Tuesday, April 29, 2008

Biff, babies and blonde Morlocks

Since I hit "HIMYM" and "House" last night, I thought I'd weigh in quickly on a couple of shows I watch semi-regularly but don't often blog about. Spoilers for "Big Bang Theory" and "Bones" coming up just as soon as I see if Pottery Barn Kids sells a metal detector wand...

I flat-out hated "Big Bang Theory" when it debuted in the fall, and softened on it somewhat when it returned last month with the rest of the CBS comedies. Mainly, though, I watch it because my wife likes it, and she takes enough for the team that I have to yield the remote to her when the Chuck Lorre comedies come on each week. But credit where credit's due: last night's episode, with Leonard buying a life-size replica of H.G. Wells' time machine (I'm guessing it was a prop from "Time After Time"), was pretty funny, particularly the sequence where the other three nerds moved around the apartment at high speed to simulate the effects of time travel.

My primary complaint with the show, as mentioned in the March review, is that the writers can't decide whether they feel affection or contempt for the geeks, and I think the show works much better when it's being slightly affectionate. This was an episode that, in theory, was about the guys taking their nerd obsessions too far, but that was really just Penny venting. The whole time machine purchase was presented as harmless and entertaining for the guys.

That said, I think the writers need to be really careful with how they're writing Sheldon. Jim Parsons is the best thing about the show, and I appreciate that his character's borderline-Asperger's difficulty in understanding normal human behavior is a big part of the comedy, but they've made him so hostile about it that it's starting to grate.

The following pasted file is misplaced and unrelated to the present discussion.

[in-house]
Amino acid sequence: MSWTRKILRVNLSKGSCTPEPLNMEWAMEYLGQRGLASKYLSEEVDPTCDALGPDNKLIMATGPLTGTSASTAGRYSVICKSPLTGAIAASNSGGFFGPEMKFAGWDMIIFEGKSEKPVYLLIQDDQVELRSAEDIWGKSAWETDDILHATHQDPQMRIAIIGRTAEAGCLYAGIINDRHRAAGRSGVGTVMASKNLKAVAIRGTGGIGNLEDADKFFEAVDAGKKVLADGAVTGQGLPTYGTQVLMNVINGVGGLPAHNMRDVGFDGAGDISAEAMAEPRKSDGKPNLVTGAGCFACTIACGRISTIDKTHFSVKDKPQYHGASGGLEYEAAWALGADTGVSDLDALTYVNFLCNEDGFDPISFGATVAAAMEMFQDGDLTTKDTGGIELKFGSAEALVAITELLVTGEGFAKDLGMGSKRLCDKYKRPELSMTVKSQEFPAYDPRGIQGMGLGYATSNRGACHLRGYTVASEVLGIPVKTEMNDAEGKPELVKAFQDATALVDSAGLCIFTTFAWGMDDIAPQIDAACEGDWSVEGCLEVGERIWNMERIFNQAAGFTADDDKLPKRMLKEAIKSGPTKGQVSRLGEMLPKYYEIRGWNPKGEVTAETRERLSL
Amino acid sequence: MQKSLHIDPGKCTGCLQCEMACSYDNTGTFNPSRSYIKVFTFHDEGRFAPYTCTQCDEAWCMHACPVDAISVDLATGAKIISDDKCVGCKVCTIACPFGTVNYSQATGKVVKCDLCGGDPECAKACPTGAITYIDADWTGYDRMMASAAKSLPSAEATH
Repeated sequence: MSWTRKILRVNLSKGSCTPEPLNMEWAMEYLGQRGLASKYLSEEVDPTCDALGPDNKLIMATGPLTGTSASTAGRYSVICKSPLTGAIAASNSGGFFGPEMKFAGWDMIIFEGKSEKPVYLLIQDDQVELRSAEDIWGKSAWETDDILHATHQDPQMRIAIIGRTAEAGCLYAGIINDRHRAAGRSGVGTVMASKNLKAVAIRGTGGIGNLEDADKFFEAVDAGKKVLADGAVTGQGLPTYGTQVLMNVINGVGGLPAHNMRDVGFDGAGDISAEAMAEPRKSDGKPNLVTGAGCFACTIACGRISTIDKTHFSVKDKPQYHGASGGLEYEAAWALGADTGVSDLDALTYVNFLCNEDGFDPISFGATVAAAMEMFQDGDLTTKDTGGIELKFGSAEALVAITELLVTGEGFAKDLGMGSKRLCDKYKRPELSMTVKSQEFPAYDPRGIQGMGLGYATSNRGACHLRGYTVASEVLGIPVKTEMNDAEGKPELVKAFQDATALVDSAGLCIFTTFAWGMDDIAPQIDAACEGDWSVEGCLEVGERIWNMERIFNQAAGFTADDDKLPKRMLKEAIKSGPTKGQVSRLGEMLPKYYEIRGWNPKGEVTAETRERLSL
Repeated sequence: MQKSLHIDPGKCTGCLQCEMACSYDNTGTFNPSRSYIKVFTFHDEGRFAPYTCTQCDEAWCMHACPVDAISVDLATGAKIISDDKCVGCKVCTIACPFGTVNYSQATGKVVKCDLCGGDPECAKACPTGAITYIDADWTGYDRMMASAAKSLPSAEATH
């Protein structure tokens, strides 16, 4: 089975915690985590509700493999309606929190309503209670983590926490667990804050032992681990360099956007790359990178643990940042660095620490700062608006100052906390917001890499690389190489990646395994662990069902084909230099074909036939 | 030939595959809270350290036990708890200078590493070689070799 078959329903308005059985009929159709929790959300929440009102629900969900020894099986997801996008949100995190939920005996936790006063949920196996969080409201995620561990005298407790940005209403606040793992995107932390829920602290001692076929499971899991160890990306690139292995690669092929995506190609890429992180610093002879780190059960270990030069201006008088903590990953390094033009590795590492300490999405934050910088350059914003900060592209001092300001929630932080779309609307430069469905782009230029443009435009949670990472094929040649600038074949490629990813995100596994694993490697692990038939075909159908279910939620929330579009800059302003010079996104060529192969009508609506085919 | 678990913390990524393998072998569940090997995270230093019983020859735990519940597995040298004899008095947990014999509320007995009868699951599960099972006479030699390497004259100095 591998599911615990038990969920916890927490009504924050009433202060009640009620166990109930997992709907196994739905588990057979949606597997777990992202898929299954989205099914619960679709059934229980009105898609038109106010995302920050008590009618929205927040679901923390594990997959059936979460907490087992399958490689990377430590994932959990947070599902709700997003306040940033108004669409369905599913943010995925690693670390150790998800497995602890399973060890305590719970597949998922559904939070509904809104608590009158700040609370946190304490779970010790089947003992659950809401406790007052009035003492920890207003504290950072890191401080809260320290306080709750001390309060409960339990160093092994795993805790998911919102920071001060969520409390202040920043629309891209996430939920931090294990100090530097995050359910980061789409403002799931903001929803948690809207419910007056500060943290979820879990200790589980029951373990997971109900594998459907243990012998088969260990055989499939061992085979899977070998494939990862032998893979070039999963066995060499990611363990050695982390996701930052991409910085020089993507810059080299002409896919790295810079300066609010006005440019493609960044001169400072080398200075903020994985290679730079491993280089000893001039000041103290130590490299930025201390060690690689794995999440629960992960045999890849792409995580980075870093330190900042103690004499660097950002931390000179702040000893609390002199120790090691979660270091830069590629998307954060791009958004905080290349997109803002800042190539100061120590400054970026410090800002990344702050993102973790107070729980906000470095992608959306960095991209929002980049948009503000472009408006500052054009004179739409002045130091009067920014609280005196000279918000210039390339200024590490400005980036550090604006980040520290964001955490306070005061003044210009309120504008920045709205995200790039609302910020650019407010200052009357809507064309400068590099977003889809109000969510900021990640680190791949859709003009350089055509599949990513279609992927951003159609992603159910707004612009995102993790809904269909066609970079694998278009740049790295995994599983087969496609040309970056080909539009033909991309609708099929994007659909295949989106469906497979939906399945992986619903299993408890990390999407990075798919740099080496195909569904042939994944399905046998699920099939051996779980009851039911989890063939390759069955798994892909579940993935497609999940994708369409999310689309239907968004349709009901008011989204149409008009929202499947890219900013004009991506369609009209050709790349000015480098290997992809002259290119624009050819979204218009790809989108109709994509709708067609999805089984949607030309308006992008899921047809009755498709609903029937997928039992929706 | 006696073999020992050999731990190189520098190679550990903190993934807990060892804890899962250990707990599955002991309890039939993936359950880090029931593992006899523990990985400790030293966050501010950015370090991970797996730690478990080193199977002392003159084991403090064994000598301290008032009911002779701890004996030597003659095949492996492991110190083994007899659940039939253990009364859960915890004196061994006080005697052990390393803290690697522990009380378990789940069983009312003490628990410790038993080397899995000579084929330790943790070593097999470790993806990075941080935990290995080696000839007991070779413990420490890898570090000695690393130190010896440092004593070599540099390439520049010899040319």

Just compare the way the "Big Bang" people write Sheldon versus how team "Bones" writes Dr. Brennan. She's equally clueless about how people are expected to interact with one another, and often puts her foot in her mouth, but it's rarely as aggressive as Sheldon is every week.

By now, the "Bones" writers have recognized that the plots matter much less than placing Temperance in various situations where her reaction will be unusual, and so they barely even bothered with the mechanics of how she and Booth would be allowed temporary custody of the baby. The point was just to see how she would act around a baby, and it was as amusing as expected. The mystery itself went according to Most Recognizable Guest Star Syndrome, where as soon as Thomas Wilson showed up, I knew he dunnit. (Though it gives me yet another opportunity to link to the never-not-funny Biff's Question Song, and I ain't gonna complain much.)

What did everybody else think?

23 comments:

Kyle Wasko said...

Awesome youtube link, Alan. I've actually never seen that.

TBBT, so far as I can tell, is the one show that you watch that I don't (and, in fact, refuse to). It may seem petty (esp. since I don't fault HIMYM for this), but I just find the laugh track so impossibly overbearing. I can't stand it. No single joke has ever been that riotous, let alone 40-60 times an episode.

That said, I haven't seen the show since it came back from the strike (except for about 30 seconds of last week's trivia game): have they toned it down at all?

mrsb said...

I actually feel the opposite on the Bones/Sheldon thing. As they both seem to be bordering the Asperger's line, I think Sheldon is the most realistic. Someone who doesn't get other people's emotions tends to get frustrated about it. I happen to feel way more affectionate toward Sheldon than Dr. Brennan.